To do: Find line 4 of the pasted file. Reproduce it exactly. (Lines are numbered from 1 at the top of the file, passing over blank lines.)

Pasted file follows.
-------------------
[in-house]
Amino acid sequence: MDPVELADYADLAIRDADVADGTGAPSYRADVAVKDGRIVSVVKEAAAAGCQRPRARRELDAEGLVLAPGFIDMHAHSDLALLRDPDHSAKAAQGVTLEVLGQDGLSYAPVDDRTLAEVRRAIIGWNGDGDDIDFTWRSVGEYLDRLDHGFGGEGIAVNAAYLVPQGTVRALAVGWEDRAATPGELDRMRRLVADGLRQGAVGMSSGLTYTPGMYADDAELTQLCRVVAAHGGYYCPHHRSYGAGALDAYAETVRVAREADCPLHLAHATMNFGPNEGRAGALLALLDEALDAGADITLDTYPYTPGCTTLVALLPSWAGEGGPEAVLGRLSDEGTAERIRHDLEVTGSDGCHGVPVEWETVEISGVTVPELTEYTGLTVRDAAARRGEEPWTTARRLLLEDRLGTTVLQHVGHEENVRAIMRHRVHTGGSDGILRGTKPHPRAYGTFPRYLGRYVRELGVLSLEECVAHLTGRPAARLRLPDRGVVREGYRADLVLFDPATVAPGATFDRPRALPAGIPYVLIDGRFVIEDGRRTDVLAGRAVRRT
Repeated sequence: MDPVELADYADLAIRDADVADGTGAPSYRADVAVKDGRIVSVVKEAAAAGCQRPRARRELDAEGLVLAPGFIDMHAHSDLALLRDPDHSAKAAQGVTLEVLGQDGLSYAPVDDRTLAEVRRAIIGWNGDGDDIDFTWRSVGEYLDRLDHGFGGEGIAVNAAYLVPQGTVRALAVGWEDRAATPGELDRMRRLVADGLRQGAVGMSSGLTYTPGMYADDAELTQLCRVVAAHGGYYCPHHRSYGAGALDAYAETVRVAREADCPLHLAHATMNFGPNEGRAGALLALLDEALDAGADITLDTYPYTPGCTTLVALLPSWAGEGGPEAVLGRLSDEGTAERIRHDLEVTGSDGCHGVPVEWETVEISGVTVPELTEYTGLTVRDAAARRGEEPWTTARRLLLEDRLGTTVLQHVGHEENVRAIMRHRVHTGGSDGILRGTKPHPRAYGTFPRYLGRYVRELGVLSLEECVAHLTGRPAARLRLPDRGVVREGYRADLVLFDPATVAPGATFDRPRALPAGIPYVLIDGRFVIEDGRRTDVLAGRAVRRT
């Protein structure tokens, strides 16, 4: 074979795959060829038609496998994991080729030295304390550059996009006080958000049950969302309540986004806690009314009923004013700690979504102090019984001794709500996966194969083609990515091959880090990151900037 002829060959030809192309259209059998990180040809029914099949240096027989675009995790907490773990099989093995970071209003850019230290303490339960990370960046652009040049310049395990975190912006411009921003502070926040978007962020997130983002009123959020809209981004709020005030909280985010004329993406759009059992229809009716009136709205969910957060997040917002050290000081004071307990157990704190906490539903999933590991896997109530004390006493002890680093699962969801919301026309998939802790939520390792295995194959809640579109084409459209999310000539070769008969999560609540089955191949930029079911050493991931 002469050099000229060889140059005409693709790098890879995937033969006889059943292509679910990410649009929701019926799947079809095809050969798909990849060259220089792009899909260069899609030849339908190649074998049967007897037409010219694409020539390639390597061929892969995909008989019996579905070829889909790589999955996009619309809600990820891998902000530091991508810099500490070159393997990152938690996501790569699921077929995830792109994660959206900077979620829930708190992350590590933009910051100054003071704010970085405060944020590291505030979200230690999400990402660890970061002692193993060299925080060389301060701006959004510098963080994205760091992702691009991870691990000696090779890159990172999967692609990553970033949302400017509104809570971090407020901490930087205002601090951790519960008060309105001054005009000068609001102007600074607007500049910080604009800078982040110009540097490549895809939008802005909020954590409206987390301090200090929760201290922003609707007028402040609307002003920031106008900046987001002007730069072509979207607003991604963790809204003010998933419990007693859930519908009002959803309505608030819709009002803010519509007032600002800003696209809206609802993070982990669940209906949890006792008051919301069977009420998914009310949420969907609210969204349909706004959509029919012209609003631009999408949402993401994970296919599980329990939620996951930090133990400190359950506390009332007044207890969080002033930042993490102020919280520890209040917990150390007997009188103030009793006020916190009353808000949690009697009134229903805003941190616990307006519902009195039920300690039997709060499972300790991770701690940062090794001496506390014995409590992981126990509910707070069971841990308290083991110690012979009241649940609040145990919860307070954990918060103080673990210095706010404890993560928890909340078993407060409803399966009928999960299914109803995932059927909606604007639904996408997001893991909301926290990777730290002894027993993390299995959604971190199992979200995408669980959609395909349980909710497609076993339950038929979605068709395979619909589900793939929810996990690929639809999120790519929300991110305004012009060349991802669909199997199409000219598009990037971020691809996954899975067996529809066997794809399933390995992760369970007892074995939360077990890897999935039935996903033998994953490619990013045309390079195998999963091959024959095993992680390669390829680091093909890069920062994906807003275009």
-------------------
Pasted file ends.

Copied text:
């Protein structure tokens, strides 16, 4: 074979795959060829038609496998994991080729030295304390550059996009006080958000049950969302309540986004806690009314009923004013700690979504102090019984001794709500996966194969083609990515091959880090990151900037 002829060959030809192309259209059998990180040809029914099949240096027989675009995790907490773990099989093995970071209003850019230290303490339960990370960046652009040049310049395990975190912006411009921003502070926040978007962020997130983002009123959020809209981004709020005030909280985010004329993406759009059992229809009716009136709205969910957060997040917002050290000081004071307990157990704190906490539903999933590991896997109530004390006493002890680093699962969801919301026309998939802790939520390792295995194959809640579109084409459209999310000539070769008969999560609540089955191949930029079911050493991931 002469050099000229060889140059005409693709790098890879995937033969006889059943292509679910990410649009929701019926799947079809095809050969798909990849060259220089792009899909260069899609030849339908190649074998049967007897037409010219694409020539390639390597061929892969995909008989019996579905070829889909790589999955996009619309809600990820891998902000530091991508810099500490070159393997990152938690996501790569699921077929995830792109994660959206900077979620829930708190992350590590933009910051100054003071704010970085405060944020590291505030979200230690999400990402660890970061002692193993060299925080060389301060701006959004510098963080994205760091992702691009991870691990000696090779890159990172999967692609990553970033949302400017509104809570971090407020901490930087205002601090951790519960008060309105001054005009000068609001102007600074607007500049910080604009800078982040110009540097490549895809939008802005909020954590409206987390301090200090929760201290922003609707007028402040609307002003920031106008900046987001002007730069072509979207607003991604963790809204003010998933419990007693859930519908009002959803309505608030819709009002803010519509007032600002800003696209809206609802993070982990669940209906949890006792008051919301069977009420998914009310949420969907609210969204349909706004959509029919012209609003631009999408949402993401994970296919599980329990939620996951930090133990400190359950506390009332007044207890969080002033930042993490102020919280520890209040917990150390007997009188103030009793006020916190009353808000949690009697009134229903805003941190616990307006519902009195039920300690039997709060499972300790991770701690940062090794001496506390014995409590992981126990509910707070069971841990308290083991110690012979009241649940609040145990919860307070954990918060103080673990210095706010404890993560928890909340078993407060409803399966009928999960299914109803995932059927909606604007639904996408997001893991909301926290990777730290002894027993993390299995959604971190199992979200995408669980959609395909349980909710497609076993339950038929979605068709395979619909589900793939929810996990690929639809999120790519929300991110305004012009060349991802669909199997199409000219598009990037971020691809996954899975067996529809066997794809399933390995992760369970007892074995939360077990890897999935039935996903033998994953490619990013045309390079195998999963091959024959095993992680390669390829680091093909890069920062994906807003275009």